Research from the Lancet Psychiatry Journal, published Tuesday, found that self-harm has risen across all ages and both sexes across England from 2000 to 2014. Across the whole population self-reported, non-suicidal self-harm (NSSH) has trebled from 2.4 per cent to 6.4 per cent, with those aged 16-24 showing the highest rates of practice.
Girls and young women (aged 16-24) are the most likely group to report self-harm: one in five (19.7 per cent) reported it in 2014, up from just 6.5 per cent reporting in 2000. For males in the same age group self-harm rose from 4.2 to 7.9 per cent over the 14 years. However, males and those aged 16-34 were less likely than women and older generations to have contact with relevant health services following incident of self-harm. Across men, boys, women and girls, the number of those reporting NSSH as an attempt to relieve emotional stress (e.g. anger, tension, anxiety, or depression) has increased.
There are a number of things to consider here, to help us understand the research. The first is that this data is actually nearly five years old, so it doesn’t tell us what is happening now. The second, is that it is primarily a study of adults, but shows that rates of self-harm are highest amongst older teenagers and young adults (16-24 year olds). We can put this in the context of other studies and see that there has been a rise amongst children and adolescents as well. Other research (Morgan et al., 2017) conducted during the same period (2001-2014) showed that rates of self-harm recorded by GPs among adolescents rose steeply, including a 68% rise in rates of self-harm among girls aged 13 to 16 between 2011-2014.
Analysis of the Millennium Cohort Study also reveals an increase in reported self-harm from 11.8% to 14.4% between 2005-2015 (Patalay and Gage, 2019), and there has also been an increase in hospital admission related to self-harm (Secondary Care Analysis, NHS Digital). Where we do have more recent research (NHS, 2017), it shows that 5.5% of 11 to 16 year olds and 15.4% of 17 to 19 year olds reported ever self-harming or attempting suicide - a substantial increase in late teenage years. All this suggests that worrying statistics aren’t just because of greater public awareness and more people seeking help, they also reflect higher levels of self-harm itself.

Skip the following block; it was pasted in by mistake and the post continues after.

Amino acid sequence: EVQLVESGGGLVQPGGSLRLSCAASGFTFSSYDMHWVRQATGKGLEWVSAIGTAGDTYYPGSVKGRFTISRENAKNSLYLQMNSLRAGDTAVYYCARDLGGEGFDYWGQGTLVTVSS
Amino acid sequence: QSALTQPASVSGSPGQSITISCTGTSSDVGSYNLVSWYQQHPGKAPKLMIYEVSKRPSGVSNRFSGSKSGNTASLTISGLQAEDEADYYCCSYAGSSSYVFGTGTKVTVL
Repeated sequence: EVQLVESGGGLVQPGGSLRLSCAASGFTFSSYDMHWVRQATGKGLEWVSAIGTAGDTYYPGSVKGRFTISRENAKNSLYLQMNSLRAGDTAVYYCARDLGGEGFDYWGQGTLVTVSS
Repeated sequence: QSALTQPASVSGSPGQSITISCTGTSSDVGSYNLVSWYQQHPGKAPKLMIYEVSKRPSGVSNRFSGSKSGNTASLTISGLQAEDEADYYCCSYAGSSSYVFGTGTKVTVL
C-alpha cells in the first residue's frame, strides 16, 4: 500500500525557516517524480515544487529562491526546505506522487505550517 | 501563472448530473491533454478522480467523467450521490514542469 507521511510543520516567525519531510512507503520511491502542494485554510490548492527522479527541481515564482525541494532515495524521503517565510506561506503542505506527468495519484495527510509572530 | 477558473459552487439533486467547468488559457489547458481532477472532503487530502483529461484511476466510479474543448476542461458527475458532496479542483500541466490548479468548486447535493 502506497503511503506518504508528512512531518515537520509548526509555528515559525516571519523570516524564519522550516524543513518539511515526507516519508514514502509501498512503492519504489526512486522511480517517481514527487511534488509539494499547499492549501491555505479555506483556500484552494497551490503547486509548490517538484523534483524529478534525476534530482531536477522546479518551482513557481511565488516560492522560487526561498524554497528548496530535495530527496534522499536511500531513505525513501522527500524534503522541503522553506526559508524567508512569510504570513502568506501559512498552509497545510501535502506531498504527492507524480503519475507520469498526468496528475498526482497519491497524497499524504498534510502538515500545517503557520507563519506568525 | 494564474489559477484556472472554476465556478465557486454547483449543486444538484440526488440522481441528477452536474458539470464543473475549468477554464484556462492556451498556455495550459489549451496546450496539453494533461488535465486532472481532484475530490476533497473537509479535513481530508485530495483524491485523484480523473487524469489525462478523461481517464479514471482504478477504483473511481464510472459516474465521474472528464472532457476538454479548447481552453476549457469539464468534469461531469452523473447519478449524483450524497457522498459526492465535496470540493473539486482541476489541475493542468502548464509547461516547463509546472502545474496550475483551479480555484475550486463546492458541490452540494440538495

The Lancet Journal commented on its report, saying: “There are potential lifelong implications of NSSH, such as an increased frequency of suicide, especially if the behaviours are adopted as a long-term coping strategy. Self-harm needs to be discussed with young people without normalising it. Young people should be offered help by primary care, educational, and other services to find safer ways to deal with emotional stress.”
SelfharmUK’s Jess Whittaker responds below.
Self-harm, self-belief and hope in young people
There are lots of reasons why young people might choose to harm themselves. Self-harm is after all a way of coping with painful emotions and feelings, such as stress, anxiety, anger and guilt; which can be caused by a number of different situations, such as abuse, family, friendship or relationship breakdowns, school and exam pressures, bullying and social media. The other side of self-harm is that it’s an addictive behaviour. Once a young person learns it as a way they can escape from their emotional pain, it can often become the only way they feel they can do this.
Learned behaviours (even addictive ones) can be unlearned too. But it takes time and it takes practice. Replacing self-harm with a healthier way of coping with painful emotions, such as talking to other people and practicing self-care, doesn’t happen overnight. Relapse within self-harmers is common as they are crucially trying to replace one learned behaviour with another.
All this being said, with any coherent understanding of why something is happening and method of how to change it, comes an imperative need to know how. What do young people need in order to stop self-harming? There will be lots of practical steps to take, but fundamentally young people need hope. They need to believe that they are capable of overcoming powerful cycles of harming. They also need to believe their situation can get better. That even though they can’t see a way out of whatever’s causing them pain right now, it won’t last forever and they will become a stronger person because of it.
However, they can’t do this alone.
Some may find help and support through an understanding GP, school nurse, teacher, youth worker or family worker, who can all refer on to CAMHS (Child and Adolescent Mental Health Service). There are also a number of private Counsellors, Clinical Psychologists and Psychotherapists who can offer specialist support. Online young people’s mental health support organisations include us here at SelfharmUK, Young Minds and Childline – who have recently started offering 1-1 chats with trained online counsellors.
But alongside specialist support, young people will need friends and family who listen without judging them, encourage them on their journey and help them not to give up when it gets hard. Churches too should be engaged with this conversation, and pastorally equipped to help vulnerable young people.